Cars have inspired fiction writers ever since Henry Ford first produced the Model T in 1908. The novels may be about the journey or about the road but whatever angle the writer takes, the car is paramount and some titles are recognised as defining moments in fiction.
The bookworms at Adrian Flux Insurance Services have examined their personal libraries and come up with this list of classics featuring cars.
On the Road by Jack Kerouac, first published in 1957, is one of the most well know and influential books about travelling in the USA. It was hailed in the New York Times as the most beautifully executed, the clearest and the most important utterance yet made by the generation Kerouoac himself named as ‘beat’. Based on the travels of Kerouac and his friends across America, the novel contains five parts, three of them describing road trips. Such is the influence of this book that Kerouac’s grave in Edson Cemetery, Lowell, Massachusetts is a still regularly visited by fans leaving gifts of beer, cigarettes and joints.
Fear and Loathing in Las Vegas (1972) written by Hunter S. Thompson and illustrated by Ralph Steadman is based on two trips to Las Vegas, that the author took with attorney and Chicano activist Oscar Zeta Acosta in March and April 1971. It revolves around journalist Raoul Duk, and his attorney, Dr. Gonzo as they report on a motorcycle race. Their trip soon degenerates as they begin experimenting with a variety of recreational drugs leading to a series of bizarre hallucinogenic trips, during which they destroy hotel rooms, wreck cars, and have visions of desert animals, while mulling over the decline of culture in a city of insanity.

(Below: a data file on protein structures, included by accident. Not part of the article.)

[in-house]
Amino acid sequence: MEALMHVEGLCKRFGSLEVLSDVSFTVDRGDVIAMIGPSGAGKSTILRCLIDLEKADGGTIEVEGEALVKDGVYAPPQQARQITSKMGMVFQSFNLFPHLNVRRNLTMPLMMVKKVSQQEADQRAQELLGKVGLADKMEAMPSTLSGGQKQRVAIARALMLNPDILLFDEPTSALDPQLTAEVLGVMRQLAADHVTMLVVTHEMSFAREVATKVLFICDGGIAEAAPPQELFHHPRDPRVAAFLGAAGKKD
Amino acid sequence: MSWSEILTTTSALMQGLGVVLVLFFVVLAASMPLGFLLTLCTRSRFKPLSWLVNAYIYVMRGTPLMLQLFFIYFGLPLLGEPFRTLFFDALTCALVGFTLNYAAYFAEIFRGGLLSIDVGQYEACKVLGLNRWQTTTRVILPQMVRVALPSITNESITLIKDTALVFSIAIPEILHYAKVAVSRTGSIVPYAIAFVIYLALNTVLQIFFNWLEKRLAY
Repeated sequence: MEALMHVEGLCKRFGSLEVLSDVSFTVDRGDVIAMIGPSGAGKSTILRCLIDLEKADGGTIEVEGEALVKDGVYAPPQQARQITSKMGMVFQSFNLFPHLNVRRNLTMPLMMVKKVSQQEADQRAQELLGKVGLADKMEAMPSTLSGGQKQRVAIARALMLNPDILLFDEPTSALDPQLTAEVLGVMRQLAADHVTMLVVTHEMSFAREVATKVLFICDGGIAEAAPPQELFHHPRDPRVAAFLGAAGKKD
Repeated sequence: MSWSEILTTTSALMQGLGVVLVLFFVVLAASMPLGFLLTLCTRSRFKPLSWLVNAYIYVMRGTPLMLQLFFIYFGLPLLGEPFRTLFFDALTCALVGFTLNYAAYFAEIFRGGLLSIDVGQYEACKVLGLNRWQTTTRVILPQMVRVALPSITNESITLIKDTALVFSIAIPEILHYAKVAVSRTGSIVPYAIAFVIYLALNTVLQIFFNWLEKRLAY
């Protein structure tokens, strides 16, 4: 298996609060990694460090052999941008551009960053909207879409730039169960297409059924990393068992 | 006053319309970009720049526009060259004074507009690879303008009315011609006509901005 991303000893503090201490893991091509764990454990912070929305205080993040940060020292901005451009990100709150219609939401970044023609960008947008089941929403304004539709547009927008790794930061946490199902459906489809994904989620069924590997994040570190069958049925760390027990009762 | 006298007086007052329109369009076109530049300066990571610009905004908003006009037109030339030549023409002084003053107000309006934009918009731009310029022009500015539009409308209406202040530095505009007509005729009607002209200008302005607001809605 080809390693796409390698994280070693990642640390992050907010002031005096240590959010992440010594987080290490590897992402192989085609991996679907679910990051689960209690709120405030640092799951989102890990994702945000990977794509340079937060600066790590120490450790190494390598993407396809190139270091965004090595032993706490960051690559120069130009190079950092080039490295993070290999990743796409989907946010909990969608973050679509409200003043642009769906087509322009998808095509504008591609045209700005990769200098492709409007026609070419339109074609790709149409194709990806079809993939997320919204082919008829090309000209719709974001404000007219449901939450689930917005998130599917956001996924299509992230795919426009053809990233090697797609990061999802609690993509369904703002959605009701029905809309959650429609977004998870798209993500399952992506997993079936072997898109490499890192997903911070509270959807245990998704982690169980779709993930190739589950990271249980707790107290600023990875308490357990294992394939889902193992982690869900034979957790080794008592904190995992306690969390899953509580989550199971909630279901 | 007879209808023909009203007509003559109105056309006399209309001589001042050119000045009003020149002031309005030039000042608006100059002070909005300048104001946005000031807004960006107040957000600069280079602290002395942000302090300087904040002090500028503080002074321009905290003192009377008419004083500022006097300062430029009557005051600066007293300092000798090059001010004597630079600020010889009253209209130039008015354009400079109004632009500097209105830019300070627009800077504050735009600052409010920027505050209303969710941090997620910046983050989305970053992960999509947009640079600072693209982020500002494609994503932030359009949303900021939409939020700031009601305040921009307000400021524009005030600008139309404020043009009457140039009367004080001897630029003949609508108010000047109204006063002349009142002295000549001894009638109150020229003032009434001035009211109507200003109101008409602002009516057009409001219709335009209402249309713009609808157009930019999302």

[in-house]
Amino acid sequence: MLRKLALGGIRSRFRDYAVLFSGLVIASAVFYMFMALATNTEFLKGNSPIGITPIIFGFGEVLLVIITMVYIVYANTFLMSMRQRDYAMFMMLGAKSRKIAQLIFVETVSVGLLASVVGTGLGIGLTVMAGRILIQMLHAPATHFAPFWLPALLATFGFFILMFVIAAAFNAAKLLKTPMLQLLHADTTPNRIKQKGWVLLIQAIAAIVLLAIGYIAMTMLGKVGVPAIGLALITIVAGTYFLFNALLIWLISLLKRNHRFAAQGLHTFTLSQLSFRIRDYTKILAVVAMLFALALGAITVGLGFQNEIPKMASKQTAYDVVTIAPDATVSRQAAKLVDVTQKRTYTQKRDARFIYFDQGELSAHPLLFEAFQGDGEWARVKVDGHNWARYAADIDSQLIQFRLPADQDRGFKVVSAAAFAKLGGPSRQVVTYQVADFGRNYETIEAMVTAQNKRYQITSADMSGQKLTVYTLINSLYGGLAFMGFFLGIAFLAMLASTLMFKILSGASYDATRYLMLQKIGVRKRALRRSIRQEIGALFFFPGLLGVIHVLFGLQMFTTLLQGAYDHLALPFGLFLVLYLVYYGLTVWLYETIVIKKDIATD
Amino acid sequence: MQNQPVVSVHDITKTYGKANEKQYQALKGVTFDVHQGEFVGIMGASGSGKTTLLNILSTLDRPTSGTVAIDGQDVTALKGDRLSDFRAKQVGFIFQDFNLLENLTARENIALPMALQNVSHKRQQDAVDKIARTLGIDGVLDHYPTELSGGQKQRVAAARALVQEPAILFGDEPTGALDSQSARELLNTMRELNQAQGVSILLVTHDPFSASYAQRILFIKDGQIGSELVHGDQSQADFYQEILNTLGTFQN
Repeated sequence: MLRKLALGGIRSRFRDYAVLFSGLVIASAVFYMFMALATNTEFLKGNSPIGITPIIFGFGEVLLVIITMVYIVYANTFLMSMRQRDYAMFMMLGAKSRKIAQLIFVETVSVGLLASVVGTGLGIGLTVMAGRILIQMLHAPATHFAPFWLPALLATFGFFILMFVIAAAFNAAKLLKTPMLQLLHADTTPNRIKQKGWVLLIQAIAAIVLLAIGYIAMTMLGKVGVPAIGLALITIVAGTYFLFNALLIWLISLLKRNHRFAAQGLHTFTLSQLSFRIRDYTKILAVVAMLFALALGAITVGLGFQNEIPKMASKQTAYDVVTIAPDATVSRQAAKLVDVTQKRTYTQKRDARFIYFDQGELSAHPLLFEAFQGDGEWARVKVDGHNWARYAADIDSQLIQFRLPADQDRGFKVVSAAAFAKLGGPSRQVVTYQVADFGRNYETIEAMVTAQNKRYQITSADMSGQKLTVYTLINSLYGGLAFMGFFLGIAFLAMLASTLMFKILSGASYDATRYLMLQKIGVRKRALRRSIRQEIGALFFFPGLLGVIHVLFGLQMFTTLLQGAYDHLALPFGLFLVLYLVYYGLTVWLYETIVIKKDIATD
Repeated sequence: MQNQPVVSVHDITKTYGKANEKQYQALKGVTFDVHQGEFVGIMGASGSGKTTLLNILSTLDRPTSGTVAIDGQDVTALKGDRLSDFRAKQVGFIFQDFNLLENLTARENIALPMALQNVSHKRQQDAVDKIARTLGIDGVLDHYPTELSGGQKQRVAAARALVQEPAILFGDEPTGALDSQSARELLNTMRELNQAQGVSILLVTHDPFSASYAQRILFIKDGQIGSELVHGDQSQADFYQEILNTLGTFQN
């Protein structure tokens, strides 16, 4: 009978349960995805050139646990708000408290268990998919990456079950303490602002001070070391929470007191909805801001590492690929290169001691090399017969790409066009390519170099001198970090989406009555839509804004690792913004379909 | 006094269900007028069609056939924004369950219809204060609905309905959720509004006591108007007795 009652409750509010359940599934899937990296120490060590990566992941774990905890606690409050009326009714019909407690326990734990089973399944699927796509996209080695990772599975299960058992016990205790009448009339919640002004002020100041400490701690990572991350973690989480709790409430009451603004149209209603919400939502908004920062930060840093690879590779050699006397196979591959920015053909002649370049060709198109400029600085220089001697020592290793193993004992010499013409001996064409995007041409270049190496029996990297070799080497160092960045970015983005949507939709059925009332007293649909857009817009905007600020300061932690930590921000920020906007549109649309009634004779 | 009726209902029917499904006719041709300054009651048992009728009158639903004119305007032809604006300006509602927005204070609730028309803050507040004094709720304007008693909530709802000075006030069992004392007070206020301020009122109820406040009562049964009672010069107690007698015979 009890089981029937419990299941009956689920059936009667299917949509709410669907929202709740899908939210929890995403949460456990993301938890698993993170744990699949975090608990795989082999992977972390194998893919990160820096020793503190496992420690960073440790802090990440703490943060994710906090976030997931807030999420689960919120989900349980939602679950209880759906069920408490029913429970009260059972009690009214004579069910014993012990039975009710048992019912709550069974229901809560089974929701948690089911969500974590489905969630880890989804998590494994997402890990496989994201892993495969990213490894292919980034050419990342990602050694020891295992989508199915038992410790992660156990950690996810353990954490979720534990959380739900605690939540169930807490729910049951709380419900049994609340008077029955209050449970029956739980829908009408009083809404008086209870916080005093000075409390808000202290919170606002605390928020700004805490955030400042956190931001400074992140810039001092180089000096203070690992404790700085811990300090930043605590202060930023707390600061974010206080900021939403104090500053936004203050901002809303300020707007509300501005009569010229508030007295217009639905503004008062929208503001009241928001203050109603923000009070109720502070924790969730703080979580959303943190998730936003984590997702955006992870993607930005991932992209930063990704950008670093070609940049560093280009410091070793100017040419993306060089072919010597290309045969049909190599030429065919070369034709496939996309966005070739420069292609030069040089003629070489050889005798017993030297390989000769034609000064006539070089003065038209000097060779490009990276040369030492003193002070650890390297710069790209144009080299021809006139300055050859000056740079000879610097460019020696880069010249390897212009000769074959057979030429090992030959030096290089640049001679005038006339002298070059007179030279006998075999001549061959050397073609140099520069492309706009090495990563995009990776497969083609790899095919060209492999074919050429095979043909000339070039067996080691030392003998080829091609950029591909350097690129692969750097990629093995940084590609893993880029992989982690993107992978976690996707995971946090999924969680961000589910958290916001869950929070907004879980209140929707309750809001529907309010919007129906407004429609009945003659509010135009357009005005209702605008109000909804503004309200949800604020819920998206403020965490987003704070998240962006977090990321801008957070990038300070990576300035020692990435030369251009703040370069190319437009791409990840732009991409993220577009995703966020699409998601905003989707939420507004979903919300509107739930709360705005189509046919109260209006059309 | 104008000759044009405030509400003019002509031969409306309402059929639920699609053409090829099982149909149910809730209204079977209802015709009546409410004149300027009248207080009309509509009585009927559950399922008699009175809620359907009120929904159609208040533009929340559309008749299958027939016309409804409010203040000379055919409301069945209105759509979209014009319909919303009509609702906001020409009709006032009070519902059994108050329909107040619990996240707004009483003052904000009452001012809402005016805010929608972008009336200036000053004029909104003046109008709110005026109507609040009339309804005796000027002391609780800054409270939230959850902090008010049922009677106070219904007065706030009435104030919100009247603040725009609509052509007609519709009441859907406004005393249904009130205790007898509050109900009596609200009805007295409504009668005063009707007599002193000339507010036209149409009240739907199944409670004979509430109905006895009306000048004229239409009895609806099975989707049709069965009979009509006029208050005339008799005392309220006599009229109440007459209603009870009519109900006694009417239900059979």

Wonder Boys (2008) by Michael Chabon tells the story of Grady Tripp, a middle-aged professor and writer who is going through a personal and professional crisis. Not specifically a road trip, it is a trip of discovery during a chaotic weekend of debauchery. Revolving around Tripp driving around with a dead dog in the boot of his car and antics with a tuba, Marilyn Monroe’s ermine-lined jacket and a squashed boa constrictor.
Hit and Run by Doug Johnstone, a modern Scottish writer, is about making a split second decision that changes a life. The novel begins with Billy Blackmore driving home through Edinburgh’s Holyrood Park with his girlfriend and brother, on the way back from a party high on drink and drugs. They hit a pedestrian and believing the man to be dead, they decide not to report the death. Billy struggles with this decision and his ensuing head injury while encountering some of the seedier elements of Edinburgh.
American Gods by Neil Gaiman is a blend of American fantasy and modern and ancient mythology, based on the idea that when people emigrate to a country they take their gods with them. It follows the journey of the suitably named Shadow as he gets out of prison and meets up with Wednesday and travels across America. Various real-life towns and tourist attractions, including the House on the Rock with the ‘world’s largest carousel’ and Rock City, are featured through the course of the book, although Gaiman says he has obscured the precise location of some actual places featured.
Chitty Chitty Bang Bang, better known for its film adaptation, is a novel published in 1964 and written by James Bond creator Ian Fleming. Commander Caractacus Pott, an inventor, buys and renovates an old car. Called Chitty-Chitty-Bang-Bang after the noises it makes when starting, the car surprises its owner by beginning to exhibit independent actions and starting to fly, taking them on a series of wild adventures.
The Wind in the Willows by Graham Greene first published in 1908, the year of the Model T Ford, has become a classic of children’s literature. It focuses on four animal characters set in the English countryside. It mixes mysticism, adventure, morality and friendship and Toad’s car provides some exciting action and is a pivotal part of the plot.